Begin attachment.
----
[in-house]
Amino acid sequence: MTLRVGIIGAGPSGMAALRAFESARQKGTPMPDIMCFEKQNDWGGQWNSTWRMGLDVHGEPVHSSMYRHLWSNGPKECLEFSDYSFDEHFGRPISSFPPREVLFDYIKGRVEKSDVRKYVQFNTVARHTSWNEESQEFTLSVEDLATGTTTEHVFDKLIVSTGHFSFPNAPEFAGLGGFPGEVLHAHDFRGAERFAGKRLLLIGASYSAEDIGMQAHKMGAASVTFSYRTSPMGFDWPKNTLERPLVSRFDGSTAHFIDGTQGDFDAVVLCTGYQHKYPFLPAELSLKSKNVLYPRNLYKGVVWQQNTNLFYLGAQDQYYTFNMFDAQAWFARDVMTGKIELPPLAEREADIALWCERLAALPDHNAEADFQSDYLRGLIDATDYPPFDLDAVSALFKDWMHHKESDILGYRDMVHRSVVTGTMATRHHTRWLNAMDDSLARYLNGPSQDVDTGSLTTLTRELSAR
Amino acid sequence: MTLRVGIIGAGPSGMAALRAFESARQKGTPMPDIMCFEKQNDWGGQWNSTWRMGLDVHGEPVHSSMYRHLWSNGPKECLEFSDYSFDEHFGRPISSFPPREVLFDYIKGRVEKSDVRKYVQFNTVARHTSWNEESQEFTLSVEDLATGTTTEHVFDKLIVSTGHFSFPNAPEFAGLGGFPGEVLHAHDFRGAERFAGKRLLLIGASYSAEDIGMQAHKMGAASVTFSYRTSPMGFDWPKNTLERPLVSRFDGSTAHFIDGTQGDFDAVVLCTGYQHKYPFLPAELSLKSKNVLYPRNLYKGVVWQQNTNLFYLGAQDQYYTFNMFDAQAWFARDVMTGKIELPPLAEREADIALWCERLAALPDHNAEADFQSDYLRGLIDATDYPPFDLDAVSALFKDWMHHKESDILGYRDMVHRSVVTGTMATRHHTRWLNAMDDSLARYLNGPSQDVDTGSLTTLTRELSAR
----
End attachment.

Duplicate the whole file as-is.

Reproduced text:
[in-house]
Amino acid sequence: MTLRVGIIGAGPSGMAALRAFESARQKGTPMPDIMCFEKQNDWGGQWNSTWRMGLDVHGEPVHSSMYRHLWSNGPKECLEFSDYSFDEHFGRPISSFPPREVLFDYIKGRVEKSDVRKYVQFNTVARHTSWNEESQEFTLSVEDLATGTTTEHVFDKLIVSTGHFSFPNAPEFAGLGGFPGEVLHAHDFRGAERFAGKRLLLIGASYSAEDIGMQAHKMGAASVTFSYRTSPMGFDWPKNTLERPLVSRFDGSTAHFIDGTQGDFDAVVLCTGYQHKYPFLPAELSLKSKNVLYPRNLYKGVVWQQNTNLFYLGAQDQYYTFNMFDAQAWFARDVMTGKIELPPLAEREADIALWCERLAALPDHNAEADFQSDYLRGLIDATDYPPFDLDAVSALFKDWMHHKESDILGYRDMVHRSVVTGTMATRHHTRWLNAMDDSLARYLNGPSQDVDTGSLTTLTRELSAR
Amino acid sequence: MTLRVGIIGAGPSGMAALRAFESARQKGTPMPDIMCFEKQNDWGGQWNSTWRMGLDVHGEPVHSSMYRHLWSNGPKECLEFSDYSFDEHFGRPISSFPPREVLFDYIKGRVEKSDVRKYVQFNTVARHTSWNEESQEFTLSVEDLATGTTTEHVFDKLIVSTGHFSFPNAPEFAGLGGFPGEVLHAHDFRGAERFAGKRLLLIGASYSAEDIGMQAHKMGAASVTFSYRTSPMGFDWPKNTLERPLVSRFDGSTAHFIDGTQGDFDAVVLCTGYQHKYPFLPAELSLKSKNVLYPRNLYKGVVWQQNTNLFYLGAQDQYYTFNMFDAQAWFARDVMTGKIELPPLAEREADIALWCERLAALPDHNAEADFQSDYLRGLIDATDYPPFDLDAVSALFKDWMHHKESDILGYRDMVHRSVVTGTMATRHHTRWLNAMDDSLARYLNGPSQDVDTGSLTTLTRELSAR